Posted March 4, 2014 at 3:39 pm | Permalink

    Did any body notice the new sport of Synchronised Crossword Solving as pioneered by Toni and McMillibar yesterday. The things that can happen when two Cryptics appear on ipads on the same day. Todays was a fine puzzle made more difficult by me putting Tennyson and Longfellow anywhere that they would fit. That’ll learn me.

  19. Annidrum
    Posted March 4, 2014 at 4:16 pm | Permalink

    I enjoyed that today ,probably because I found it not too taxing for the old brain.Thanks to setter.

  20. Merusa
    Posted March 4, 2014 at 4:38 pm | Permalink

    Apart from 25a, see above, nothing really held me up here. I should stick with my rule of reading all the clues and writing in all the easy ones first, I would soon have realised that nothing ending “wing” would be correct. A lot of clues seemed to be old friends, e.g. 3d and 23a.
    Lots of great clues, 13a, 5d and a host of others, but I’ll go along with others by choosing 9d as a favourite. Thanks to setter and to Gazza for the review.

  21. Chris
    Posted March 4, 2014 at 4:54 pm | Permalink

    Very enjoyable today, thanks setter, and Gazza (especially for the explanation of 16d).

  22. 2Kiwis
    Posted March 4, 2014 at 6:00 pm | Permalink

    Nothing in this one to hold us up for long. A pleasant romp.
    Thanks Mr Ron and Gazza.

  23. Little Dave
    Posted March 4, 2014 at 6:09 pm | Permalink

    Thanks Gaza – all done without too much in the way of taxing. Done on the commute in. Favourite was 8a. http://bigdave44.com/wp-content/plugins/wp-monalisa/icons/smiley-yawn.gif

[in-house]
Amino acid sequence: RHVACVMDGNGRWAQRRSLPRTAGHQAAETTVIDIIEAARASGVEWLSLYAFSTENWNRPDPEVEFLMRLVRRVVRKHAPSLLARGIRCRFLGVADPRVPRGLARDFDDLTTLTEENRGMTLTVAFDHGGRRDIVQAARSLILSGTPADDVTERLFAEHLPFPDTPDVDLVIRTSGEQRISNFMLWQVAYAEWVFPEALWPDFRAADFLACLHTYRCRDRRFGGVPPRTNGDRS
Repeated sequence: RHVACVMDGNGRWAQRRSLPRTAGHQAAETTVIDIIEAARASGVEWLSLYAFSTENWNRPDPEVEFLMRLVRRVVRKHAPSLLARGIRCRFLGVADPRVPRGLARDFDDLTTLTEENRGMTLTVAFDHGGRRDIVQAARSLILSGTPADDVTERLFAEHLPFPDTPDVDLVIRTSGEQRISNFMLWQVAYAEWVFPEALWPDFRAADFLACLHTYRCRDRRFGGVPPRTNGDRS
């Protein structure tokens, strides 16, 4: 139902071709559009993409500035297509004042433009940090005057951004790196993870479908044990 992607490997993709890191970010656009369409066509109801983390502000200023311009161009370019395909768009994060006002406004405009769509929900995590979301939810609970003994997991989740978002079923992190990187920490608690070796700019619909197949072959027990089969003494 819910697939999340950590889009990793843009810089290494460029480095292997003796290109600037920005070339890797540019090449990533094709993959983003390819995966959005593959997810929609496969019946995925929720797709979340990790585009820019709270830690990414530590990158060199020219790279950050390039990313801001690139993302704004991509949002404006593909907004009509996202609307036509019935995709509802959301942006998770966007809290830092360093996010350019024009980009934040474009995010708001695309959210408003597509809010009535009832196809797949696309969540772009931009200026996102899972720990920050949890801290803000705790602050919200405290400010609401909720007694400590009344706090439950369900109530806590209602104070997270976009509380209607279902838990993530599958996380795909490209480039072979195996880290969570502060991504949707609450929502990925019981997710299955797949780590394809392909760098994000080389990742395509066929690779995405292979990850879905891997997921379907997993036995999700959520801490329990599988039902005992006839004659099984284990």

24. Una
    Posted March 4, 2014 at 7:09 pm | Permalink

    Very pleasant .Would that I could solve all the cryptics similarly.Thanks setter and Gazza.Favourite was 9d.I got 13a from the definition alone.I’ll have to swot up on the cricket terms later.

    • Kath
      Posted March 4, 2014 at 7:28 pm | Permalink

      If you could do all the cryptics easily you’d get bored and you wouldn’t progress – that’s what I tell myself every time there’s a really tricky one.
      I do sometimes wonder how the really smart people who never, or almost never, have trouble, even with Friday Toughies, keep their interest going – I’m not mentioning any names here.http://bigdave44.com/wp-content/plugins/wp-monalisa/icons/wpml_whistle3.gif

      • Una
        Posted March 4, 2014 at 7:51 pm | Permalink

        I’m sure you are right.The people who never have any problems are very experienced and are possibly geniuses. One of them will have to be put in a cat scan machine with a toughie to solve at the same time, mentally only , of course, and then all will be revealed.

        • andy
          Posted March 4, 2014 at 10:18 pm | Permalink

          Solving is one thing, (and I’m absolutely not one of your geniuses), but I certainly would not have Kaths nerve in joining the blogging fraternity :)

          • Kath
            Posted March 4, 2014 at 10:54 pm | Permalink

            I haven’t either – you should see me the day before! http://bigdave44.com/wp-content/plugins/wp-monalisa/icons/wpml_unsure.gif

          • Kath
            Posted March 4, 2014 at 11:04 pm | Permalink

            PS If I didn’t have the massive amount of moral support/encouragement/hand holding from archy/pommers I would have run a mile – in fact I’d probably still be running so a bighttp://bigdave44.com/wp-content/plugins/wp-monalisa/icons/wpml_yahoo.gifto him.

  25. Obelix
    Posted March 4, 2014 at 7:36 pm | Permalink

    Straightforward but enjoyable today. Glad I wasn’t the only one to spot the possibilities for 9d! Favourite clue was 12a – neatly done. Thanks to setter and Gazza.

  26. Salty Dog
    Posted March 4, 2014 at 10:07 pm | Permalink

    I found this one pretty straightforward, but enjoyed the completion nonetheless. I would rate it as 1*/4* and nominate 8a as my favourite. My thanks to the setter, and to Gazza for the review and hints.

  27. Tstrummer
    Posted March 5, 2014 at 12:57 am | Permalink

    Piece of cake this evening. Barely had time to finish my snifter before completion. Many thanks to Gazza and the setter for allowing me a (relatively) early night